After this period of persecution, Mennonites kept to themselves and sought to be the “quiet in the land.” They wanted to practice their religious beliefs and social customs with as little interference as possible, but were not very active in the communities around them.2
This affected the Anabaptist approach to church planting and cultural identity:
Within the mainstream of Swiss, German, and Dutch Anabaptism, the impulse to “go forth … and establish a church” by forming new congregations in every village and town was subverted when intense persecution and other factors transformed large segments of the Anabaptist community into “the quiet in the land.” It was in the lengthening experience as relatively isolated quiet people in the country that a distinct ethnic, subcultural identity became an increasingly pervasive element in their self-consciousness as church.3
It affected evangelism and other forms of social engagement:
The period of Mennonite exclusiveness had arrived. Although severe persecution ceased, irritating discriminations by the authorities continued, and the typical Mennonite became the “Quiet in the Land,” emphasizing the virtues of simplicity, honesty, and adherence to the faith of the fathers, but without imagination or judgment as to opportunities or responsibilities of the higher faith in Christ. The 16th-century Anabaptists had been “in the world but not of the world”; the 18th-century Mennonite was neither “in the world” nor “of the world.” This explained the continuing lack of evangelistic zeal for a long period after persecution and discrimination had passed.4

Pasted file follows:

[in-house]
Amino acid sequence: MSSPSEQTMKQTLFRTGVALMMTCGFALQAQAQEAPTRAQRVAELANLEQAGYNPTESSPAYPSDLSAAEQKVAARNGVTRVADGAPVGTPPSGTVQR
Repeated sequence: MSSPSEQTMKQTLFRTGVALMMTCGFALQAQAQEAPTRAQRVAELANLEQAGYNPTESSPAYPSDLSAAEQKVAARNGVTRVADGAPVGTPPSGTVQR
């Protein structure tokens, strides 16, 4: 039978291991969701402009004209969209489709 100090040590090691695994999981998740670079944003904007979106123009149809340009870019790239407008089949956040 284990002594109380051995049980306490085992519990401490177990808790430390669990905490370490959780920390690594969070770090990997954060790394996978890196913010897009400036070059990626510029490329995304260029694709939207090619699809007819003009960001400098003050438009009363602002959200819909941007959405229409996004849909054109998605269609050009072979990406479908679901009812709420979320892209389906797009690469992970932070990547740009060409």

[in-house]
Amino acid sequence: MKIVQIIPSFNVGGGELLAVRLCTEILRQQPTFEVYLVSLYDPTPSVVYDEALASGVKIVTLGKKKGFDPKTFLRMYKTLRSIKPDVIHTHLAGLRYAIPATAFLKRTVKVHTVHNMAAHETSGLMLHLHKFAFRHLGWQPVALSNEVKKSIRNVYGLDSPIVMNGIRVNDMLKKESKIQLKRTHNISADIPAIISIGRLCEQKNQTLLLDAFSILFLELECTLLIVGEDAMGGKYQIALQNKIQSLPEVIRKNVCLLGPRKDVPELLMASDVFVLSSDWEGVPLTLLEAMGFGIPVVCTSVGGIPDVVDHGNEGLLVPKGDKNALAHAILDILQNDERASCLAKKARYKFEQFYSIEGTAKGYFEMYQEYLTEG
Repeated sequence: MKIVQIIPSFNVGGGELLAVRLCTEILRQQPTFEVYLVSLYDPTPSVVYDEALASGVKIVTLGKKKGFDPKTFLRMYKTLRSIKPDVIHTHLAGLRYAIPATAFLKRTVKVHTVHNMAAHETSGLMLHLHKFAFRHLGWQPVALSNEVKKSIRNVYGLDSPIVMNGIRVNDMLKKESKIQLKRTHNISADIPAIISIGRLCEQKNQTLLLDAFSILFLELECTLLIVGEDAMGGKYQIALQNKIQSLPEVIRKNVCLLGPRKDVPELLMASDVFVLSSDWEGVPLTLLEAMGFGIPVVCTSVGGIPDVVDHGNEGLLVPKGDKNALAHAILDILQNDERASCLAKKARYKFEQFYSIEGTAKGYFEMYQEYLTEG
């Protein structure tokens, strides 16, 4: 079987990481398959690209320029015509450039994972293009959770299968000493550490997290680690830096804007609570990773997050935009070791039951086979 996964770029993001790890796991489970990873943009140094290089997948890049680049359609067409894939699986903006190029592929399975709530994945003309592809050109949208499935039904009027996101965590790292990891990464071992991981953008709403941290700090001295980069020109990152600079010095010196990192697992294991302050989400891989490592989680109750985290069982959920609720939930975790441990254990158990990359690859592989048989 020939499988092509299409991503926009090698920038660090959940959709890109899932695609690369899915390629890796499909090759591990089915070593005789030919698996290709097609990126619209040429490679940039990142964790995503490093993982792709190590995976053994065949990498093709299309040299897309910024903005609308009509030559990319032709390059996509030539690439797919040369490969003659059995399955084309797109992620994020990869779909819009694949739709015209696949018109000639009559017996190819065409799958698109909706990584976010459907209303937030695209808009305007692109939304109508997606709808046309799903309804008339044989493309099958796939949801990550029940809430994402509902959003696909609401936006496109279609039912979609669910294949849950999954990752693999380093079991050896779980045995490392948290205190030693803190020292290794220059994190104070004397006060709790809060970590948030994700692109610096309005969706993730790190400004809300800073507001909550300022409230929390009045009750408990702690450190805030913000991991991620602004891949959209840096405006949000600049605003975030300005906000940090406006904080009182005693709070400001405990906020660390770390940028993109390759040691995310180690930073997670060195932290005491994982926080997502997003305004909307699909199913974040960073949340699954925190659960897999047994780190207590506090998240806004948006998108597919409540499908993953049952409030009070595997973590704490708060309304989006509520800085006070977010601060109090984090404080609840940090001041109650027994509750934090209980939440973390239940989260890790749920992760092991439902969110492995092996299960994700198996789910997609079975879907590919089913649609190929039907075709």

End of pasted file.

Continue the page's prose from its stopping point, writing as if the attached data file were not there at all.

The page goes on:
Anabaptist social influence became mostly limited to prayer—with most of that, perhaps ironically, also silent:
Although Mennonites became known as the “quiet in the land” when they sought ways to avoid the sword of the state, their prayers continued to be an expression of their concern to remain faithful to God as they continued to be accountable to one another in covenant community. In their search for a faithful life-style, Mennonites rejected elaborate liturgy and dogmatic theology in favor of practices that were more simple and quiet. Initially Mennonites (Dutch) prayed silently during worship… In time they prayed silently twice during each service, a practice some maintained until the end of the 18th century. At home also their prayers were in silence before and after meals[ 5. Smucker, Marcus G. “Prayer.” Global Anabaptist Mennonite Encyclopedia Online. 1989. Web. 3 Jan 2016. http://gameo.org/index.php?title=Prayer&oldid=102612]